The most likely rationale I can come up with is some guy who never actually fought in a battle in his life thought it would look cool.
Have you ever tried swinging a woodcutting axe (or a pickaxe, or a mattock, or something similar)? It takes a huge amount of effort to actually use it, requires special application of leverage, and even then is far too slow to be an effective weapon against anything that's realistically agile. On top of that, if swinging for an attack and you miss, it takes far too long to recover from the miss and get to a guard stance, let alone prepare for another swing. The only reason this stuff is viable against zombies in so many movies, TV shows, comics, and other stuff is because zombies are really slow, and tend not to dodge.
Real world battle axes were relatively lightweight affairs. They would be used against hide or leather armor, not plate armor, and definitely not stuff like chain mail or scale mail (the whole point of chain mail is to make you hard to cut). That's part of the reason that a lot of historical portrayals of combat show axes used by raiders, brigands, and other people who are most likely attacking unarmored or lightly armored targets. Some long ones were occasionally used by cavalry, but mostly just to gut the other guy's horse or to lop off the unprotected heads of infantry as you ride past them.
Now, using one for a bayonet or a hybrid weapon has other issues...
The reason that a spear-like bayonet works as well as it does (which is honestly not quite as good as a real spear) is because of how it ends up being used. Because almost all of the force is (usually) applied along the long axis of the gun's barrel, it's very easy to design a reasonably reliable locking mechanism to keep the bayonet attached as you stab someone without damaging the gun in the process (most of the time).
A large part of the reason that in real life axe-bayonets (they do exist, see some of the other answers) have been unpopular is because they can't be made this way. Striking with the axe inherently applies force in a way that makes it very easy to damage the gun, or at least severely impact it's accuracy long-term. They're also very heavy compared to spear bayonets (a spear bayonet can just be a long spike, no need for a cutting edge or any extra material to reinforce it heavily or provide a counterbalance), which makes it harder to use the gun as a gun.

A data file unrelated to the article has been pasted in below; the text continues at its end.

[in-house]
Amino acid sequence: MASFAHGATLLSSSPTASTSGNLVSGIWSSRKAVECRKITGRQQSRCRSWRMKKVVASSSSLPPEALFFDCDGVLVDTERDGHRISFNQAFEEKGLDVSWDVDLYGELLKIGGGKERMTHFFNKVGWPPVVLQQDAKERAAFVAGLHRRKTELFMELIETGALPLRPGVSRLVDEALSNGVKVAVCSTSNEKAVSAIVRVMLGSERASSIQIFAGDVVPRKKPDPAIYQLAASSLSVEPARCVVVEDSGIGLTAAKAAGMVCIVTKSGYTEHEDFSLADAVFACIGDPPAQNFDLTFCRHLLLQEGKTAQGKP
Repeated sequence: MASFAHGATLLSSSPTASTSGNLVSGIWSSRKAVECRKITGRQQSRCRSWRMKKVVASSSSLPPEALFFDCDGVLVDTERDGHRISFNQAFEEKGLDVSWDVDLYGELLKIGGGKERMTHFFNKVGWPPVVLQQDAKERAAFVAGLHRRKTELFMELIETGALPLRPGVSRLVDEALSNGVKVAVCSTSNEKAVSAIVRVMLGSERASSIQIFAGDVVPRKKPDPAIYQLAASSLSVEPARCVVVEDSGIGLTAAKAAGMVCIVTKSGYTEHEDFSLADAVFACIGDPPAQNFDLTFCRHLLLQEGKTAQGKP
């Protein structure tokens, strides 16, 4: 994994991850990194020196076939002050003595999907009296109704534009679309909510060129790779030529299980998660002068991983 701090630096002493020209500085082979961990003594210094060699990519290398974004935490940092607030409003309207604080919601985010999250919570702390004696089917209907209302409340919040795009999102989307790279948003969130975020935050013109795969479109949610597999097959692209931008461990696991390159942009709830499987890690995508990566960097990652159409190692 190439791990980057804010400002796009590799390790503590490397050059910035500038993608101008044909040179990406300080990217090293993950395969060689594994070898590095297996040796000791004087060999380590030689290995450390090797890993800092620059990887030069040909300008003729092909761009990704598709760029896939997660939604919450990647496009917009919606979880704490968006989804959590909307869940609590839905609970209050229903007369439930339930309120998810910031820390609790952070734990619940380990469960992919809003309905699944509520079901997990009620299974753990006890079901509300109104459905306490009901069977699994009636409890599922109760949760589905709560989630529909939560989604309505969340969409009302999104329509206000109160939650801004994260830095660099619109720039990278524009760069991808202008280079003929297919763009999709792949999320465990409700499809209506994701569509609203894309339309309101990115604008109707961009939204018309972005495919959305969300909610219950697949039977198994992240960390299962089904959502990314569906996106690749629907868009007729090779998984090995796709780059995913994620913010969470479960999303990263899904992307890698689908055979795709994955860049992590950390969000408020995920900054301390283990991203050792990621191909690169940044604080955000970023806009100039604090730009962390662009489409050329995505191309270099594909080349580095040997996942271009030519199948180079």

Something to keep in mind though is that bayonets were never intended to be a 'primary' weapon. Most people who used guns back in the middle ages (and even up until the end of WWII in some cases like the Imperial Japanese Army) carried a sword of some sort as a sidearm, with the being a stop-gap for when they were caught by surprise and couldn't drop their gun and draw their sword. Bayonets suck for actual combat. They're better than nothing, but honestly not by much, especially if you don't have a long (in the conventional sense of the term long) gun to put them on. The only reason they became the standard in late medieval and early modern Europe is logistics. Musketeers with bayonets replaced the roughly 50/50 mix of musketeers and pikemen that was used previously because a bayonet on a long musket works almost as well as a pike, and that way you didn't lose out on firepower just to protect your musketeers from cavalry attacks (and you had one less type of weapon to worry about supplying your soldiers).